New Federal Aviation Administration rules are expected to clear the way for expanded commercial use of drones, which are increasingly being used by insurers to assess property damage.
The updated Operations Over People rules, which took effect on April 21, allow certified commercial drone pilots to fly over people and moving vehicles while in transit and at night, subject to certain conditions. Drones must weigh less than 250 grams (0.55 pounds) and cannot contain rotating parts that can lacerate human skin.
The rules allow heavier drones to fly over people and vehicles if the operator can demonstrate to the FAA that their drones conform with performance standards, showing that they have mitigated the risk of harming people if they fall. The agency said it intends to release performance standards in the next nine to 12 months.
State Farm got a jump on the new rules when the FAA in late 2020 issued a waiver allowing the insurance carrier to fly its drones over roadways. State Farm spokesman Dave Phillips said the company has been using drones since 2015, primarily to assess damage after catastrophes and for roof inspections.
He said FAA rules that prohibit flying over roadways decreased efficiency.
“We would have to land it and literally pick it up and carry it across the street,” he said. “It just wasn’t making any sense.”
State Farm persuaded the FAA to issue a rules waiver after working with Virginia Tech to demonstrate that drones will not crash through windshields at normal traffic speeds. Researchers flew a small, parachute-equipped drone into a salvaged automobile windshield at varying speeds. No damage was done until the speed of the vehicle reached 67 mph.
“The slim margin between a virtually pristine windshield and a destroyed one drew a clear boundary around low-risk scenarios,” State Farm said in a press release. “The data showed that as long as potential relative impact speeds never exceeded 62 mph, flights over moving vehicles presented minimal risk.”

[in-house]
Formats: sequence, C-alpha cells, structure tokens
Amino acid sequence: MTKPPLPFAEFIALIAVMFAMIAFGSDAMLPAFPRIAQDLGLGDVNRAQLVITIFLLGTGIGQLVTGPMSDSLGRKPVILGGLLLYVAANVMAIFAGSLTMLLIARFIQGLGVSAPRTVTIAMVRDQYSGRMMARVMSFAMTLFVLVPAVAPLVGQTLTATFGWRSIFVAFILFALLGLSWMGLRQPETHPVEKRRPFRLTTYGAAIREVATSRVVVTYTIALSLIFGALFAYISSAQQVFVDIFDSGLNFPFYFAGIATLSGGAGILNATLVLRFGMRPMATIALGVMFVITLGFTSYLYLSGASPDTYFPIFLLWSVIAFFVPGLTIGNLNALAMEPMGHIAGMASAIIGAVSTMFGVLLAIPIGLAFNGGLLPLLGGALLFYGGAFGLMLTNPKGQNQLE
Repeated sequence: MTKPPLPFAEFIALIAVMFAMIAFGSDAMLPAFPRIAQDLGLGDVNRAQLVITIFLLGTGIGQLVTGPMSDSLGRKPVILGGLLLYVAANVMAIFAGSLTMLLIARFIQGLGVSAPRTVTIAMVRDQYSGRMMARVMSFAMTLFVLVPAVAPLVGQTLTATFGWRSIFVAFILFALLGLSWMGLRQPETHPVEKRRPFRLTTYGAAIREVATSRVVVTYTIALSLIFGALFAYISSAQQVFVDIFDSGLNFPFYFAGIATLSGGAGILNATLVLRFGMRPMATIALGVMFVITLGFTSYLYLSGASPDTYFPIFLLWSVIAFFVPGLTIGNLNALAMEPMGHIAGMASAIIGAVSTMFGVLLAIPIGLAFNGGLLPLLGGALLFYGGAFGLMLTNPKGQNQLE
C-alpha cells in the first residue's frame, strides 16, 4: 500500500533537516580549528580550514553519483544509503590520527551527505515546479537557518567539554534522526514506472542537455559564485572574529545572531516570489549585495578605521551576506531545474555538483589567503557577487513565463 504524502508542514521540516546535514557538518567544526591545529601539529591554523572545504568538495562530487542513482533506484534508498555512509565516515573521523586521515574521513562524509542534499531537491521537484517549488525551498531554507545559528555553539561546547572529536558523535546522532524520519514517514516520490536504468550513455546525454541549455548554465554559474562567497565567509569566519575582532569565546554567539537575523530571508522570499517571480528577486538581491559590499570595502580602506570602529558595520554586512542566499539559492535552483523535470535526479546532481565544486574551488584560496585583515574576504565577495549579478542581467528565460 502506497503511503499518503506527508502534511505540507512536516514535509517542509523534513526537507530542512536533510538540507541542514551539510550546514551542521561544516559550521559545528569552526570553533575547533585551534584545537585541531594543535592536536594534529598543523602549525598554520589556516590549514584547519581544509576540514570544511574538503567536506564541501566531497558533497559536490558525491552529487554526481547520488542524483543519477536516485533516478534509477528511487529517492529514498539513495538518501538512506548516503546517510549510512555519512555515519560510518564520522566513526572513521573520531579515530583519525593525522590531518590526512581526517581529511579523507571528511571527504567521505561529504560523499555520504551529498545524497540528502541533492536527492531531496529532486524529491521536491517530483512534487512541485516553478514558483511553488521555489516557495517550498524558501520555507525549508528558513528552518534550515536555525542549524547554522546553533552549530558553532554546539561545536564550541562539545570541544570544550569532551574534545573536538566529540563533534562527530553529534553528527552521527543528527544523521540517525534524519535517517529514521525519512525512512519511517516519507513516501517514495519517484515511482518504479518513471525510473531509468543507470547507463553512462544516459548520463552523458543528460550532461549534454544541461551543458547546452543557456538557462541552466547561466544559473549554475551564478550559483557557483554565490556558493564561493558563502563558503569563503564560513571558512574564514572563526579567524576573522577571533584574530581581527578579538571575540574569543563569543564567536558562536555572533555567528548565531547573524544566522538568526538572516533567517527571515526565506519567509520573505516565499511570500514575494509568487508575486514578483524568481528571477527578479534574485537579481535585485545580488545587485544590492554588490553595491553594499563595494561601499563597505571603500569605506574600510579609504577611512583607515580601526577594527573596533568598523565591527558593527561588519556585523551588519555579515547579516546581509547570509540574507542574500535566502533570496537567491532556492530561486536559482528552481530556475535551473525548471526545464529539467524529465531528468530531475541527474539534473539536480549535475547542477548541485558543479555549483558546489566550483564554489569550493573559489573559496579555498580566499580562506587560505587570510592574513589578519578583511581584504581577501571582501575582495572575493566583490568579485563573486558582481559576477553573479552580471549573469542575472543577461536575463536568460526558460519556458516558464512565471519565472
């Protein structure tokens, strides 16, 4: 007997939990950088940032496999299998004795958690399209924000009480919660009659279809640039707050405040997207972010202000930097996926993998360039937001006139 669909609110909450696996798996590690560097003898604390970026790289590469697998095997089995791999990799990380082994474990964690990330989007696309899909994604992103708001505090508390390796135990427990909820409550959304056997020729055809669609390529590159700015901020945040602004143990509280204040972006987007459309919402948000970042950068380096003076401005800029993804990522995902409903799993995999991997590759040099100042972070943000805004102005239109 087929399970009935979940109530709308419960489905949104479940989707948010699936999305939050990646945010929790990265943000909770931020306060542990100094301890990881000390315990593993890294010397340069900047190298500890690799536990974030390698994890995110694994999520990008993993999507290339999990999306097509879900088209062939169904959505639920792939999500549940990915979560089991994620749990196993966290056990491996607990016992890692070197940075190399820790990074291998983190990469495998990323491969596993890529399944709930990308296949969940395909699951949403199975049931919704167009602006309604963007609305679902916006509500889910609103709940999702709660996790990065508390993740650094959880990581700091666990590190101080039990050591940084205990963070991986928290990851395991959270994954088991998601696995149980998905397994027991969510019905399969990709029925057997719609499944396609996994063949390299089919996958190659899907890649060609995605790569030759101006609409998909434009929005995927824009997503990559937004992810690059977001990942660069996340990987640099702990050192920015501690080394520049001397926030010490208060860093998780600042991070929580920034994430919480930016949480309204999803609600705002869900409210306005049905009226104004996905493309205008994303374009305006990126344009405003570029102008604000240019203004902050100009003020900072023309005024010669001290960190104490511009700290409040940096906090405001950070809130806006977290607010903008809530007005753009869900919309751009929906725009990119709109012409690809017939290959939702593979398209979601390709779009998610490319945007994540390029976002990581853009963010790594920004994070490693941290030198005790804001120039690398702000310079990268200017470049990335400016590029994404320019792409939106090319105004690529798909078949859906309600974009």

No waiver will be required for the smallest drones under the updated rules that took effect last week, but operators of drones than weigh more than 250 grams will have to wait for the FAA to develop performance measures and then demonstrate that their drones are safe.
“So realistically, there will be some period of time before operators will really be able to leverage the rule,” Eleanor Nelsen, director of communications for Virginia Tech’s Institute for Critical Technology and Applied Science, said in an email.
“More broadly, though, our perspective is that having a quantitative understanding of an operation’s potential risks is always valuable for determining how to conduct that operation as safely as possible,” she said. “Building a safety case for a particular waiver was the original motivation for the research, but to us, the most significant outcome of it are new test methods for rigorously evaluating impact risk.”
The FAA rules allow operators to fly over people and roads but only incidentally while in transit. Sustained flight over a road is not allowed. Similarly, sustained flight over congregations of people is not allowed unless specific conditions are met, including a remote identification device that sends an electronic signal, similar to an aircraft transponder.
The FAA website shows that Chubb Insurance and Auto-Owners Insurance have also obtained rule waivers, both to allow nighttime drone operations.
About the photo: Virginia Tech studied the impact of a drone striking a vehicle windshield at various speeds. Photo courtesy of State Farm and Virginia Tech.
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